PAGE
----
I do not think law is boring. It covers everything from embryo to exhumation. It regulates the air we breathe, the food and drink we consume, our employment , education , health and property . But if I were to refer you to Section 19 of The Rural Development Contracts (Rural Priorities) (Scotland) Amendment Regulations 2011 you may be forgiven for believing law dull.
But this little piece of legislation is extremely important and essential for the protection of the beloved corncrake now probably only found on the Western Isles of Scotland and Orkney. The corncrake is a brown streaked bird with bright chestnut wings , a short deep bill and strong legs and feet ,ideal for thrusting through tall vegetation where they live. In fact corncrakes are reluctant to emerge from the rough vegetation and so are more often heard than seen, the male singing with a distinctive rasp used to attract females. The bird is a summer visitor to Scotland between April and September thereafter migrating to central and southern Africa in winter.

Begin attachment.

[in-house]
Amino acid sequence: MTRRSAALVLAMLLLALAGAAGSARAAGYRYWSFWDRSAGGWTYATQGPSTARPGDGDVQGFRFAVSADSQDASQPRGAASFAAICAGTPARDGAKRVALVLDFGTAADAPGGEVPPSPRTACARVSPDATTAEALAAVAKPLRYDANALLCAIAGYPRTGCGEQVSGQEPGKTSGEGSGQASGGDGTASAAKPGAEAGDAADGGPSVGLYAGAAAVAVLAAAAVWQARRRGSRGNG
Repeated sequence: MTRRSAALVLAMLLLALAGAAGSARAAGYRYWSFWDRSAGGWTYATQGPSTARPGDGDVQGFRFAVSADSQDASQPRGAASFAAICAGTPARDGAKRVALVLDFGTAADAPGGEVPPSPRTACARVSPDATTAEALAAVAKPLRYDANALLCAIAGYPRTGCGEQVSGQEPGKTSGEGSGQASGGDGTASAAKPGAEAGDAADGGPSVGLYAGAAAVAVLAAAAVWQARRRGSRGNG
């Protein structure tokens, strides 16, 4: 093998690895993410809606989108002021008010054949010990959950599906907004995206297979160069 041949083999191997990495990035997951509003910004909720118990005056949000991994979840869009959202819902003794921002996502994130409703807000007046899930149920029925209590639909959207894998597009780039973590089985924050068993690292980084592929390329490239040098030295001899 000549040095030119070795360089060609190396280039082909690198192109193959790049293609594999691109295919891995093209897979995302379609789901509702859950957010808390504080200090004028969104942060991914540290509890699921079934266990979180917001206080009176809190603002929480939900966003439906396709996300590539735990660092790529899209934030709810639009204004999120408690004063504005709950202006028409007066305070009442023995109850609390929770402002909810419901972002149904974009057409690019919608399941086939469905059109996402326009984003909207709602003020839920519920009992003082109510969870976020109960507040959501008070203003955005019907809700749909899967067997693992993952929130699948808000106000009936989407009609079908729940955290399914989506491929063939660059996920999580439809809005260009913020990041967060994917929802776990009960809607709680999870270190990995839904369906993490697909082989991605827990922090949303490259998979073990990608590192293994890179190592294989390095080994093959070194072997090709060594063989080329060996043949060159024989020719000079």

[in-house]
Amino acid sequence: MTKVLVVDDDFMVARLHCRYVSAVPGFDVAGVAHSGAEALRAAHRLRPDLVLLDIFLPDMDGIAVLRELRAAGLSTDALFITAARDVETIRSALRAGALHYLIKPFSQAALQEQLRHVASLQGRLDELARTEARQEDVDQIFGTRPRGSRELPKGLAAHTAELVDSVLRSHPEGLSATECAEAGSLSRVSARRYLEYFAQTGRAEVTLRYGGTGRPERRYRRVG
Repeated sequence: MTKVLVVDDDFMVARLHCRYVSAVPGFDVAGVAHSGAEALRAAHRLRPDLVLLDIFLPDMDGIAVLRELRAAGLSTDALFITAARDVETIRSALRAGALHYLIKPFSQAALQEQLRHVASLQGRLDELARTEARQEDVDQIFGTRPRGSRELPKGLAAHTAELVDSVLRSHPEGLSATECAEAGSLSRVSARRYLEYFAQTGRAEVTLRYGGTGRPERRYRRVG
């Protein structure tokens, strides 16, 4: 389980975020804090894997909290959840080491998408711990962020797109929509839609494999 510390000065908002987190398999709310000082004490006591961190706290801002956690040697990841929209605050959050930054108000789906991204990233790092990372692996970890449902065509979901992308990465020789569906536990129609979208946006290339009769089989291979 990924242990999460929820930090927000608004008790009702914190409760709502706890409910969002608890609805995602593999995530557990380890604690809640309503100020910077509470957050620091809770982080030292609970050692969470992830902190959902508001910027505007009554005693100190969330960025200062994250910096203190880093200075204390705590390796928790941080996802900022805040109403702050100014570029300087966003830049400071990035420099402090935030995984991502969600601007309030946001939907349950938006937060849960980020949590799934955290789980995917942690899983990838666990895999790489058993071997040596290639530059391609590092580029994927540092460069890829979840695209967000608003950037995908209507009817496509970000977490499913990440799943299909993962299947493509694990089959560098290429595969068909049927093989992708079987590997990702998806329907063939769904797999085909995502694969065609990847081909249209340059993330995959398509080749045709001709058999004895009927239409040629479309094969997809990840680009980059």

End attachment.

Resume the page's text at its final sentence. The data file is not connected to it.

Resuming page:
Over a hundred years ago corncrakes were common in Britain but there are now only a few left. This is due to modern farming methods destroying nesting sites and killing chicks and also adult birds. The Rural Development Contracts (Rural Priorities) (Scotland) Amendment Regulations 2011 sets out conservation schemes which pay farmers to manage land in a corncrake friendly way.
There are encouraging signs that the number of corncrakes in Britain are slowly now increasing. Legislative measures have saved corncrakes from being an endangered species.
Isn’t law wonderful !